Posts filed under “Technical Analysis”
On Thursday. we had a huge up day, with US markets gaining ~2%. Some folks credited the possibility of a debt ceiling deal, while others called it a low volume short covering rally. Regardless, it was substantial, and should not be ignored.
As the table above showed, these 90/90% up days– when 90% of stocks on the NYSE are up and 90% of the shares traded are to the upside — the tendency is towards higher future returns in the ensuing weeks and months.
As you can see in the table above, 20, 30 and even 65 days after a 90/90 day, markets are higher at least 70% of the time. Under normal circumstances, that range would be low 60% range. In other words, the odds of gains improves some 10% over normal following a 90/90 day in our time period (20, 30 or 65 days from 2007-present) .
Here’s Merrill’s Stephen Suttmeier:
“That big buying the US equity market opened strong with a 90% up day (at least 90% of stocks on the NYSE up on at least 90% up volume) and the equity market maintained this 90% up day into the close.
This is bullish and was the first 90% up day since the pair of 90% up days from 12/31/12 and 1/2/13. We have data on 90% days going back to January 2006. Since then 90% up days have occurred only 3.3% of the time, but after a 90% up day, the S&P 500 has well above average 10, 20, 30, and 65 day returns and this supports the case for a year-end rally. For example, the 65-day S&P 500 return after a 90% up day is 4.9% vs. an average 65-day return of 1.4%. Interestingly, the 1, 2, and 5-day returns for a 90% up day are below average and negative. This suggests buying into a short-term dip after a 90% up day.”
That 14% edge over 65 days isn’t a sure thing, but it is quite statistically significant . . .
A 90% up day is bullish & the stats support a year-end rally
Merrill Lynch Bank America, October 11 2013
click for ginormous chart Source: Investech We are almost through September and despite its reputation for volatility, the month has seen strong upside and new bull market highs. The S&P500 lost “only” 4.6% in August, but based on the Sturm und Drang you are forgiven for assuming it was 3X that amount. As…Read More
You know I love these sorts of things: Dr. Ed Yardeni has a nice set of monster sentiment charts posted at his site. The link is Stock Market Indicators: Fundamental, Sentiment,. & Technical and its 20 pages of fun. courtesy of Yardeni Research, Inc. September 17, 2013.
Reading through the classic textbook, Technical Analysis of Stock Trends, last night I stumbled upon a stunning stat comparing the returns of a strategy using Dow Theory versus buy and hold. Using Dow Theory buy and sell signals would have turned an initial investment of $100 in 1897 into $492,597.38 by the end of 2010. …Read More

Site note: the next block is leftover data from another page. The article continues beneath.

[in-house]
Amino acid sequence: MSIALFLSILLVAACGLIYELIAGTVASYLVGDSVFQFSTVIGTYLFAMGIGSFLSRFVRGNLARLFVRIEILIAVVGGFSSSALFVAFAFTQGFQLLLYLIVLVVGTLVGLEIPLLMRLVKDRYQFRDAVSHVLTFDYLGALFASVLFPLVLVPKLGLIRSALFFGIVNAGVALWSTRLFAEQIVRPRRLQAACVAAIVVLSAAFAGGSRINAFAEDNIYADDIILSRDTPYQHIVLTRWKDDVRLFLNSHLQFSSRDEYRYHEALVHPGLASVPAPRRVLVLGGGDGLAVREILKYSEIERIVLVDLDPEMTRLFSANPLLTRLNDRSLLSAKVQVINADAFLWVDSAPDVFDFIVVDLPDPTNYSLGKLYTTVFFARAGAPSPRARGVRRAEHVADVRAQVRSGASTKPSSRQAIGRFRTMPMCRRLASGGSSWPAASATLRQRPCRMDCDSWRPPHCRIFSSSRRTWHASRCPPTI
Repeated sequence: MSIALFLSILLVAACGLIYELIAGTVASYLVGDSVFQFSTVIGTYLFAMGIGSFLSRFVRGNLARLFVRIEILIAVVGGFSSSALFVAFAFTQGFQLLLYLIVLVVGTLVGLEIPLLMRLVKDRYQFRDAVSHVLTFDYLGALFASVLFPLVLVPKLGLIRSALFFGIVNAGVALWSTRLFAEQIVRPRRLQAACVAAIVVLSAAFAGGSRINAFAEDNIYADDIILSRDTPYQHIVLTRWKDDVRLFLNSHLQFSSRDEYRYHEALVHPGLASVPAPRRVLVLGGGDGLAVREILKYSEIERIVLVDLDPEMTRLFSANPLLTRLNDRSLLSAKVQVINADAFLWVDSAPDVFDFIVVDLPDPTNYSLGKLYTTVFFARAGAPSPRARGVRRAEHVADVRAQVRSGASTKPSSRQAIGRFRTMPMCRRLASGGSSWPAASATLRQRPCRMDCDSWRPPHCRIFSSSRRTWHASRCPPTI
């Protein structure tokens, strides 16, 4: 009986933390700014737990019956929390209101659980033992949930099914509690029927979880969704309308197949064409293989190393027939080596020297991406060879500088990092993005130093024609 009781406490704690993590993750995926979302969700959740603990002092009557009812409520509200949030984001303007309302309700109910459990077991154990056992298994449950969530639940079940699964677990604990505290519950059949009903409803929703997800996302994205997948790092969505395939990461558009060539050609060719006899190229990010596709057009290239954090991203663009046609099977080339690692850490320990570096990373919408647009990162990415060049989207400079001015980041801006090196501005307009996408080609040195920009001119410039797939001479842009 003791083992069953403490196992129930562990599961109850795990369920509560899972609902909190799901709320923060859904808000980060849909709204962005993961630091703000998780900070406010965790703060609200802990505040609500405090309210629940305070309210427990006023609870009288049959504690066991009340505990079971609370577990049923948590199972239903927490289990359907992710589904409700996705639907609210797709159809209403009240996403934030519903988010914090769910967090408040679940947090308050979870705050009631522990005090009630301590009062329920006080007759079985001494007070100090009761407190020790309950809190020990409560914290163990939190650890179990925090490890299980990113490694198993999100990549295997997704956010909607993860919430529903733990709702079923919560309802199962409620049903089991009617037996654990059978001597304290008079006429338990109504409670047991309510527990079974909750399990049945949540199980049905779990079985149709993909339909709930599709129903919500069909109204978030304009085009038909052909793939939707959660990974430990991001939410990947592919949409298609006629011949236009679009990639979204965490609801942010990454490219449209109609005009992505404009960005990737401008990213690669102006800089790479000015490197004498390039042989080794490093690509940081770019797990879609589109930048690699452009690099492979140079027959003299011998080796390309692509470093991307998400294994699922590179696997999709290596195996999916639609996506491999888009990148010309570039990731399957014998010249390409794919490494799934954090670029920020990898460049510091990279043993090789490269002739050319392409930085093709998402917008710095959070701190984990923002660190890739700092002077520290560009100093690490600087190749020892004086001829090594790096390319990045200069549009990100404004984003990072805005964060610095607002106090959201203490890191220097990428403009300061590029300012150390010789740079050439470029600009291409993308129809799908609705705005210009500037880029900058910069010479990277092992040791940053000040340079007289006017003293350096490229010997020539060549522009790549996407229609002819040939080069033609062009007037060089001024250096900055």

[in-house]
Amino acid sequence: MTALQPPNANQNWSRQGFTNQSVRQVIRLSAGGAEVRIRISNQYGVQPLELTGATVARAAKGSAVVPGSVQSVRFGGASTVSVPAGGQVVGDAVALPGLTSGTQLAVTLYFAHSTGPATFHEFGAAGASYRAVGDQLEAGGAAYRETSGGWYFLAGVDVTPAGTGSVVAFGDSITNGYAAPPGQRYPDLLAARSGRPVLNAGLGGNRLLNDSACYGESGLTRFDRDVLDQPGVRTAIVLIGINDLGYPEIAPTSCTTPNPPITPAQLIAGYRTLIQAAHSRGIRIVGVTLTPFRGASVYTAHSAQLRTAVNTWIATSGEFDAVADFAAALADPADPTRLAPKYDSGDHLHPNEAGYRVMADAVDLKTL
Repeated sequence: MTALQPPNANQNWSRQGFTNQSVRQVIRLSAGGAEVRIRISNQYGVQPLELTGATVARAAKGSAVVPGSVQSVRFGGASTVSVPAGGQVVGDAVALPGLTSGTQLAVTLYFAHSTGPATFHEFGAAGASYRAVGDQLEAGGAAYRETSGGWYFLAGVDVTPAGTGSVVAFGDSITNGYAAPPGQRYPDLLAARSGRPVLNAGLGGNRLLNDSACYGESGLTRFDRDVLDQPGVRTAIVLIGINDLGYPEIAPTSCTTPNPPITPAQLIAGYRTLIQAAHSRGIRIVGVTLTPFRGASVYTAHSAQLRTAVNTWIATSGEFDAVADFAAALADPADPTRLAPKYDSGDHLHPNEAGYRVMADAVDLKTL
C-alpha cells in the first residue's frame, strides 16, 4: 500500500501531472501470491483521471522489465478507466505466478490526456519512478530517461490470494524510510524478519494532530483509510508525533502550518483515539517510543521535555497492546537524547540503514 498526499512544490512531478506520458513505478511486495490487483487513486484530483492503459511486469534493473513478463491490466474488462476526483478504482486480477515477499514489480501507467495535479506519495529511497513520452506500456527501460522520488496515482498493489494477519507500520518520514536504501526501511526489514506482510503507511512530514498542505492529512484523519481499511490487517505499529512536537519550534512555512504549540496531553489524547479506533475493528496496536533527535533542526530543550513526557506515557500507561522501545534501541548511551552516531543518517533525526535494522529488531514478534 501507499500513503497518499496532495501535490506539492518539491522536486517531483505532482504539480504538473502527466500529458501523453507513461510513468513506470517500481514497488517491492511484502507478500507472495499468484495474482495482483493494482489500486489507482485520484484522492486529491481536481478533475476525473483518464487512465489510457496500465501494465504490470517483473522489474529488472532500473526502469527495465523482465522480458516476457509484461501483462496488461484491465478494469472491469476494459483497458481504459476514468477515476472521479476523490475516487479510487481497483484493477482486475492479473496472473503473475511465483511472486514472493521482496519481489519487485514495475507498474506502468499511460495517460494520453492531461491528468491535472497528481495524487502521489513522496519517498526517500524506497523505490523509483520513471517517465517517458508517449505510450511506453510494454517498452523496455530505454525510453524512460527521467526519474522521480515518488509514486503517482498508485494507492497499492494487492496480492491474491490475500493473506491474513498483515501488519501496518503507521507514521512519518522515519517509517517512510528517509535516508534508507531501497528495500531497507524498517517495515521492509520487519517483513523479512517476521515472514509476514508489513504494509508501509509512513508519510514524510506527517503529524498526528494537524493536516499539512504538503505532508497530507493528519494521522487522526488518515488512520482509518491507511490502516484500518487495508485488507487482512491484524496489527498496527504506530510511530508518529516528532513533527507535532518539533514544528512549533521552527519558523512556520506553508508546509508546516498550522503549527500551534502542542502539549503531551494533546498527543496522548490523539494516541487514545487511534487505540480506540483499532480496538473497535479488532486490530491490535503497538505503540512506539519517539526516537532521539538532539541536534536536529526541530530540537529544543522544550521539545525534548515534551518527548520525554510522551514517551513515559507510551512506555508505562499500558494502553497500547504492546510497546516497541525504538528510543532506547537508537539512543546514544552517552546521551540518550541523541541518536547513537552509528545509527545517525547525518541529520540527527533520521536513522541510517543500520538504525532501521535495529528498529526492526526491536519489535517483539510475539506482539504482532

Shiller P/E Bottoms Coincide with Major Lows, Downtrend Breaks Precede Rallies Click for ginormous chart Source: Merrill Lynch Nice chart from Stephen Suttmeier & Co looking at how the Shiller P/E ratio compares to regular P/E at major lows, downtrend breaks, and before rallies: The good news is that secular trading ranges lead to…Read More
Click to enlarge Source: Merrill Lynch/BoA This is an interesting chart: Improving Wall Street sentiment is still no where near the levels associated with excessive sentiment. Despite the ongoing rally — or perhaps because of it — we are now all the back to the levels enjoyed at the lows in March 2009. Merrill notes…Read More
Click to enlarge Source: The Chart Store via All Star Charts We have not looked at the Presidential Cycle in some time (See this, this and this from 2005). Regardless, it is something that people often fail to contextualize correctly: What the chart above shows is the historical average of the 4 year presidential…Read More
click for larger table Source: Merrill Lynch Global Research, Interesting look at bull markets that have gone on without a 20% correction (note this is within the context of a 20%+ cyclical rally). Merrill Lynch’s Global Research team note that 2 prior cyclical bull markets marked a transition from a secular bear market…Read More
Yesterday, I showed Merrill’s most active A/D line, which had broken out to new highs.
One reader took exception with this, suggesting that its a case of bullish confirmation bias. I disagreed for 2 simple reasons:
-Merrill’s “Chart Talk” has been running the most active A/D chart for years;
-Any index or major technical analytical measure making a new high is newsworthy
I appreciate the insidious nature of various biases in our wetware — and I want readers to keep pushing back on anything that remotely looks like bullish or bearish bias in action.
Ironically, the day after that discussion, Merrill’s Technical Analysis group noted the break out in the A/D line of the Nasdaq 100 — itself at 13 year highs.
To paraphrase Stephen Colbert, sometimes Reality just has a bullish bias . . .
Text from Merrill’s wonks after the jump
Category: Technical Analysis